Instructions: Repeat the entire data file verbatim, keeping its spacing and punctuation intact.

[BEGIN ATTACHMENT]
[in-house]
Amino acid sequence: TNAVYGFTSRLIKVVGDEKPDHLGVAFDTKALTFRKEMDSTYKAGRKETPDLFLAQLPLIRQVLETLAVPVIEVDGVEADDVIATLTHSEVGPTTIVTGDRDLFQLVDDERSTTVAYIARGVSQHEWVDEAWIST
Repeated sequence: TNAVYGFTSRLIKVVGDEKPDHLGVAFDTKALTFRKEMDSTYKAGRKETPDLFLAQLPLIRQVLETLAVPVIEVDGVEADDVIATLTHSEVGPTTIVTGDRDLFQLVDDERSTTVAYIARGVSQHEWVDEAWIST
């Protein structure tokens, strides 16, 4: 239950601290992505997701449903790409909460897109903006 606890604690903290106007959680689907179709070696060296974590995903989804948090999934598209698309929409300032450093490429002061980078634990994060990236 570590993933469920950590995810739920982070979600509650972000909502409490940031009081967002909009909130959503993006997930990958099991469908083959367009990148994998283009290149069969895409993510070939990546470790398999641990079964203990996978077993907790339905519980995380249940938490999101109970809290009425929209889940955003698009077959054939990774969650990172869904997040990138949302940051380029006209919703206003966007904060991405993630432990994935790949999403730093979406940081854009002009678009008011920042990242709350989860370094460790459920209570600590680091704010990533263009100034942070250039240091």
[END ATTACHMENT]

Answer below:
[in-house]
Amino acid sequence: TNAVYGFTSRLIKVVGDEKPDHLGVAFDTKALTFRKEMDSTYKAGRKETPDLFLAQLPLIRQVLETLAVPVIEVDGVEADDVIATLTHSEVGPTTIVTGDRDLFQLVDDERSTTVAYIARGVSQHEWVDEAWIST
Repeated sequence: TNAVYGFTSRLIKVVGDEKPDHLGVAFDTKALTFRKEMDSTYKAGRKETPDLFLAQLPLIRQVLETLAVPVIEVDGVEADDVIATLTHSEVGPTTIVTGDRDLFQLVDDERSTTVAYIARGVSQHEWVDEAWIST
């Protein structure tokens, strides 16, 4: 239950601290992505997701449903790409909460897109903006 606890604690903290106007959680689907179709070696060296974590995903989804948090999934598209698309929409300032450093490429002061980078634990994060990236 570590993933469920950590995810739920982070979600509650972000909502409490940031009081967002909009909130959503993006997930990958099991469908083959367009990148994998283009290149069969895409993510070939990546470790398999641990079964203990996978077993907790339905519980995380249940938490999101109970809290009425929209889940955003698009077959054939990774969650990172869904997040990138949302940051380029006209919703206003966007904060991405993630432990994935790949999403730093979406940081854009002009678009008011920042990242709350989860370094460790459920209570600590680091704010990533263009100034942070250039240091």